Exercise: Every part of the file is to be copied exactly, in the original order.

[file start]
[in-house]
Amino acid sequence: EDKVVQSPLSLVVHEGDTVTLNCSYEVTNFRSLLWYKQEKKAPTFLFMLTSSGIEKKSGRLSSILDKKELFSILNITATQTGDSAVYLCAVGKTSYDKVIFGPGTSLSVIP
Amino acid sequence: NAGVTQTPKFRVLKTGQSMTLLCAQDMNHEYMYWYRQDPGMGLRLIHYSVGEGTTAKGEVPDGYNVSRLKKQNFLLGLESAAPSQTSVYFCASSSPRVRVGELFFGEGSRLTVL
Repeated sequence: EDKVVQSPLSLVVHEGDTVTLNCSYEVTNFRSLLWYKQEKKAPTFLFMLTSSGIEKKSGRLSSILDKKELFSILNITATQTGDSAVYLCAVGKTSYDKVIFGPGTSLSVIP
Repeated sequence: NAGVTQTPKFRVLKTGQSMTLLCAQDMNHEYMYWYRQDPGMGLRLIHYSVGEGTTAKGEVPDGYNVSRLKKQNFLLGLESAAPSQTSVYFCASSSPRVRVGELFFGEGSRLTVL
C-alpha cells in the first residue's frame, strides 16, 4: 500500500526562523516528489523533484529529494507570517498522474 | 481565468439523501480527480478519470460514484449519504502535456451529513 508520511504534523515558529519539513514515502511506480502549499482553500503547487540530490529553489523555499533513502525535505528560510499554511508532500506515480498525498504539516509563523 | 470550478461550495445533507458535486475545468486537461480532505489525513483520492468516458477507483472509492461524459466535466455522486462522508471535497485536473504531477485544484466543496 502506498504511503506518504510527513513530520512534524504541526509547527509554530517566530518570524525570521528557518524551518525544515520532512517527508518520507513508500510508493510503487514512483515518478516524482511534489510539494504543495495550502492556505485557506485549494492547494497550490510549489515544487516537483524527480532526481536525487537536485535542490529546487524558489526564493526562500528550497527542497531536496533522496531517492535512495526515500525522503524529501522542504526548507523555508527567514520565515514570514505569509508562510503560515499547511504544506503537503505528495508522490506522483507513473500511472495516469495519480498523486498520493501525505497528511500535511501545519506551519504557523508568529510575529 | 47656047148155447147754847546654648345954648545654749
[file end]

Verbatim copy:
[in-house]
Amino acid sequence: EDKVVQSPLSLVVHEGDTVTLNCSYEVTNFRSLLWYKQEKKAPTFLFMLTSSGIEKKSGRLSSILDKKELFSILNITATQTGDSAVYLCAVGKTSYDKVIFGPGTSLSVIP
Amino acid sequence: NAGVTQTPKFRVLKTGQSMTLLCAQDMNHEYMYWYRQDPGMGLRLIHYSVGEGTTAKGEVPDGYNVSRLKKQNFLLGLESAAPSQTSVYFCASSSPRVRVGELFFGEGSRLTVL
Repeated sequence: EDKVVQSPLSLVVHEGDTVTLNCSYEVTNFRSLLWYKQEKKAPTFLFMLTSSGIEKKSGRLSSILDKKELFSILNITATQTGDSAVYLCAVGKTSYDKVIFGPGTSLSVIP
Repeated sequence: NAGVTQTPKFRVLKTGQSMTLLCAQDMNHEYMYWYRQDPGMGLRLIHYSVGEGTTAKGEVPDGYNVSRLKKQNFLLGLESAAPSQTSVYFCASSSPRVRVGELFFGEGSRLTVL
C-alpha cells in the first residue's frame, strides 16, 4: 500500500526562523516528489523533484529529494507570517498522474 | 481565468439523501480527480478519470460514484449519504502535456451529513 508520511504534523515558529519539513514515502511506480502549499482553500503547487540530490529553489523555499533513502525535505528560510499554511508532500506515480498525498504539516509563523 | 470550478461550495445533507458535486475545468486537461480532505489525513483520492468516458477507483472509492461524459466535466455522486462522508471535497485536473504531477485544484466543496 502506498504511503506518504510527513513530520512534524504541526509547527509554530517566530518570524525570521528557518524551518525544515520532512517527508518520507513508500510508493510503487514512483515518478516524482511534489510539494504543495495550502492556505485557506485549494492547494497550490510549489515544487516537483524527480532526481536525487537536485535542490529546487524558489526564493526562500528550497527542497531536496533522496531517492535512495526515500525522503524529501522542504526548507523555508527567514520565515514570514505569509508562510503560515499547511504544506503537503505528495508522490506522483507513473500511472495516469495519480498523486498520493501525505497528511500535511501545519506551519504557523508568529510575529 | 47656047148155447147754847546654648345954648545654749